Title:
Boom system for water filtration in shallow water
Kind Code:
A1


Abstract:
A containment/exclusion boom includes a boom curtain containing an upper curtain portion and a lower curtain portion that are connected together at a central region, the upper and lower curtain portions each being formed of a sheet of flexible fabric material that allows the flow of water therethrough; and first and second support systems which can be positioned in a body of water and connected separately to distinct positions on the boom curtain; whereby the first and second support systems maintain at least one of, but preferably both, the upper and lower curtain portions in a substantially sloped arrangement upon introduction of the boom into the body of water. Use of the boom for water filtration is also disclosed.



Inventors:
Dreyer, Harold B. (Anchorage, AK, US)
Application Number:
10/814372
Publication Date:
10/07/2004
Filing Date:
03/31/2004
Assignee:
DREYER HAROLD B.
Primary Class:
Other Classes:
405/64, 210/923
International Classes:
E02B15/04; E02B15/06; (IPC1-7): E02B15/04
View Patent Images:



Primary Examiner:
MAYO-PINNOCK, TARA LEIGH
Attorney, Agent or Firm:
Edwin V. Merkel (Rochester, NY, US)
Claims:

What is claimed is:



1. A containment/exclusion boom comprising: a boom curtain comprising an upper curtain portion and a lower curtain portion that are connected together at a central region, the upper and lower curtain portions each being formed of a sheet of flexible fabric material that allows the flow of water therethrough; first and second support systems which can be positioned in a body of water and connected separately to distinct positions on the boom curtain; whereby the first and second support systems maintain at least one of the upper and lower curtain portions in a substantially sloped arrangement upon introduction of the boom into the body of water.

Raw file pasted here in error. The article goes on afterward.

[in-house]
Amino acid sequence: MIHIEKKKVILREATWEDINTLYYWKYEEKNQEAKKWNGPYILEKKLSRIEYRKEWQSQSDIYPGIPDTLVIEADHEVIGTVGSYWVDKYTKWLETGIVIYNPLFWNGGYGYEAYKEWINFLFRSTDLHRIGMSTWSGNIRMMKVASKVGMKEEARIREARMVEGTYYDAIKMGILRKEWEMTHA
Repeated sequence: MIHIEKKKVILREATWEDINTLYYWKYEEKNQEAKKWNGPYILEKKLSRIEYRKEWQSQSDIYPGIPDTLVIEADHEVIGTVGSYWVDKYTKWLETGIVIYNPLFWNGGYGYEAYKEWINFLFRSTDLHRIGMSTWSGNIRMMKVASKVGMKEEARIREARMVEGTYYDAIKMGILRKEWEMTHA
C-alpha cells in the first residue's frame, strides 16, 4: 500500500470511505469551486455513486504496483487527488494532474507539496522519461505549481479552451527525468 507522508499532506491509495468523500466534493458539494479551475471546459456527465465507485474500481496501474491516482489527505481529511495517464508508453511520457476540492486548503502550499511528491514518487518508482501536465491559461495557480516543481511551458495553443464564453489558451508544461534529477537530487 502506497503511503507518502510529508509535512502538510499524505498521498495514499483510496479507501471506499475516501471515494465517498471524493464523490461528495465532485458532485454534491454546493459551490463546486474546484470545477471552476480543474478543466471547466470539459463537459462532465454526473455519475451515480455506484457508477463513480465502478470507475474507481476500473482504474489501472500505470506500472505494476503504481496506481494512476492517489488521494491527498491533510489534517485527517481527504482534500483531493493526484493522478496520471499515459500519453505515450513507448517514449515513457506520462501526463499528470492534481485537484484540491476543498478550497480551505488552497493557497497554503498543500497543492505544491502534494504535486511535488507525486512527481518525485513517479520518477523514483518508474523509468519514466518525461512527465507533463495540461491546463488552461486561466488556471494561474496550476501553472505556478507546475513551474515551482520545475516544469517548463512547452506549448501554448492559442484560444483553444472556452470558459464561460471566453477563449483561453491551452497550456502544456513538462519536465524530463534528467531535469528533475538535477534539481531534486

2. The containment/exclusion boom according to claim 1 the first and second support systems maintain both the upper and lower curtain portions in a substantially sloped arrangement in the body of water.

3. The containment/exclusion boom according to claim 2 wherein the first support system is connected to an upper end of the upper curtain portion.

4. The containment/exclusion boom according to claim 2 wherein the second support system is connected to the central region

5. The containment/exclusion boom according to claim 2 further comprising a ballast connected to the central region.

6. The containment/exclusion boom according to claim 2 further comprising a ballast connected to a lower end of the lower curtain portion.

7. The containment/exclusion boom according to claim 1 further comprising a Y-panel anchoring system connected to a lower end of the lower curtain portion.

8. The containment/exclusion boom according to claim 1 wherein the flexible fabric material is a geosynthetic fabric.

9. The containment/exclusion boom according to claim 1 wherein the first support system comprises a floating support system.

10. The containment/exclusion boom according to claim 1 wherein the second support system comprises a floating support system.

11. The containment/exclusion boom according to claim 1 wherein the first support system is a combination of a permanent or semi-permanent structure and a floating support system.

12. The containment/exclusion boom according to claim 2 wherein the upper and lower curtain portions each define a plane, the upper and lower curtain portions being substantially aligned in coplanar relation.